Hieronim Malecki

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A Polish translation of Martin Luther's postil by "Hieronim Malecki, parson of Ełk".

Hieronim Malecki (also Hieronymus Maeletius or Meletius) (born 1527, most likely in Kraków, died 1583 or 1584 in Ełk) was a Polish Lutheran pastor and theologian, as well as a translator, publisher, writer[1] and creator of literary Polish.

Hieronim Malecki was the son of Jan Malecki (sometimes referred to as "Jan Sandecki" or "Jan Sandecki-Malecki"), who was a printer of Polish language Lutheran religious literature in Królewiec (Königsberg, now Kaliningrad) in Ducal Prussia, then a fief of Kingdom of Poland. Hieronim studied in Kraków at the Jagiellonian University and then at the University of Königsberg.[1]

He worked as a teacher at a Polish school in Ełk and as a translator for the starosta of Ełk. In 1563 he was hired as the resident translator of Polish in the printing house of Hans Daubmann in Królewiec.[1] Malecki's translations include Martin Luther's "House Postil" (Postylla domowa, to yest: Kazania na Ewangelie niedzielne y przednieysze święta, 1574, Królewiec), as well as Luther's Small Catechism (Catechismus maly: dla pospolitych plebanow y kaźnodzieiow, 1615, Królewiec)[2] He also published works by his father, Jan, including Libellus de sacrificiis et idolatria Borussorum, Livonum... ("Treatise on the sacrifices and idolatry in Prussia and Livonia", 1563, Królewiec), originally a letter to the rector of University of Königsberg, Georg Sabinus, which Hieronim also published in a German-language version.[3]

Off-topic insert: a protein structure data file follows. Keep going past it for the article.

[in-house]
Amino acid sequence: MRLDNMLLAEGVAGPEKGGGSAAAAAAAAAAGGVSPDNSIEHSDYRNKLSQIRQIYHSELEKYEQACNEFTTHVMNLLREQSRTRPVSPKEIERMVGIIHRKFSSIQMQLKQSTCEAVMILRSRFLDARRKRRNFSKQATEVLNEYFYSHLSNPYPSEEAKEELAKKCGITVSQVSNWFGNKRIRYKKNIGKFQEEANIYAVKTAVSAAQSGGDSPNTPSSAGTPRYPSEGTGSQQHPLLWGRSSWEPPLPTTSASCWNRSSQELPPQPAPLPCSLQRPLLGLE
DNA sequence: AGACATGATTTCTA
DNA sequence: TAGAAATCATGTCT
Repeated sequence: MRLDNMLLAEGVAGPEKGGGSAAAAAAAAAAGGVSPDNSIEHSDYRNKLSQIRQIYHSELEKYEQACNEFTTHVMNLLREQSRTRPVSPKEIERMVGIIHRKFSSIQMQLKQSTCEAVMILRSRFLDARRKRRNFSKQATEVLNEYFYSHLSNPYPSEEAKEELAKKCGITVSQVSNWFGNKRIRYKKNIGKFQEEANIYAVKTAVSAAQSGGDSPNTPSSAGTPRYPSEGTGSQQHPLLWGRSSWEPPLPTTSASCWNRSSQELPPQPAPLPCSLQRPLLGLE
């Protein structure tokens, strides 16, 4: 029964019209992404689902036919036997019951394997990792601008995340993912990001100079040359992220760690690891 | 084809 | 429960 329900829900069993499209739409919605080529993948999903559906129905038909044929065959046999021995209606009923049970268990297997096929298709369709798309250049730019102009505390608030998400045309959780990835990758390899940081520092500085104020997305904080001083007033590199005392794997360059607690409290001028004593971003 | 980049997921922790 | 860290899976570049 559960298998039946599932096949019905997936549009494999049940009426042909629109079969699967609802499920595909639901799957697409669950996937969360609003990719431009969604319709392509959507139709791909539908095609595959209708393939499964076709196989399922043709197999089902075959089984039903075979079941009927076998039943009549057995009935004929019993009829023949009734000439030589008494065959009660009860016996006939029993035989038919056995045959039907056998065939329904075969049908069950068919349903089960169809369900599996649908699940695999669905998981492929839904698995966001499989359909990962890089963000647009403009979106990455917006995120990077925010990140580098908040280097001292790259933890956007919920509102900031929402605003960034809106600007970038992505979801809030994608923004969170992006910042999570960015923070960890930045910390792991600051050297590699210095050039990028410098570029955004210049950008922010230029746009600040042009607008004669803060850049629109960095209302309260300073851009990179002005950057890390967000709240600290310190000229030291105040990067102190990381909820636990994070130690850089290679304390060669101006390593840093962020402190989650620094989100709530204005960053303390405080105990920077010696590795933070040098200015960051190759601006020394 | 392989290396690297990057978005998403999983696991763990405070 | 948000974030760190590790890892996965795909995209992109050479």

In his translations into Polish, Hieronim, following his father, relied heavily on Czech, and even argued that Czech and Polish were a single language.[4] This practice had origins in an argument between Hieronim's father and another Polish translator in Królewiec, Jan Seklucjan.[5]

References[edit]

  1. ^ a b c "Hieronim Malecki". Slownik Polszczyzny XVI Wieku. Instytut Badan Literackich Polskiej Akademi Nauk. 
  2. ^ Luther, Martin (1615). Catechismus maly: dla pospolitych plebanow y kaźnodzieiow. Krolewiec: Hans Daubmann. 
  3. ^ Sembrzycki, J. (1890). "Die Lycker Erzpriester Johannes und Hieronymus Maletius". Ateneum 2: 176–178. 
  4. ^ Jakobson, Robert (1985). Selected Writings: Early Slavic Paths and Crossroads, Volume 6. Walter de Gruyter. p. 51. ISBN 3110106051. 
  5. ^ Frick, David (1989). Polish Sacred Philology in the Reformation and the Counter-Reformation: Chapters in the History of the Controversies (1551-1632). University of California Press. p. 13. ISBN 0520097408.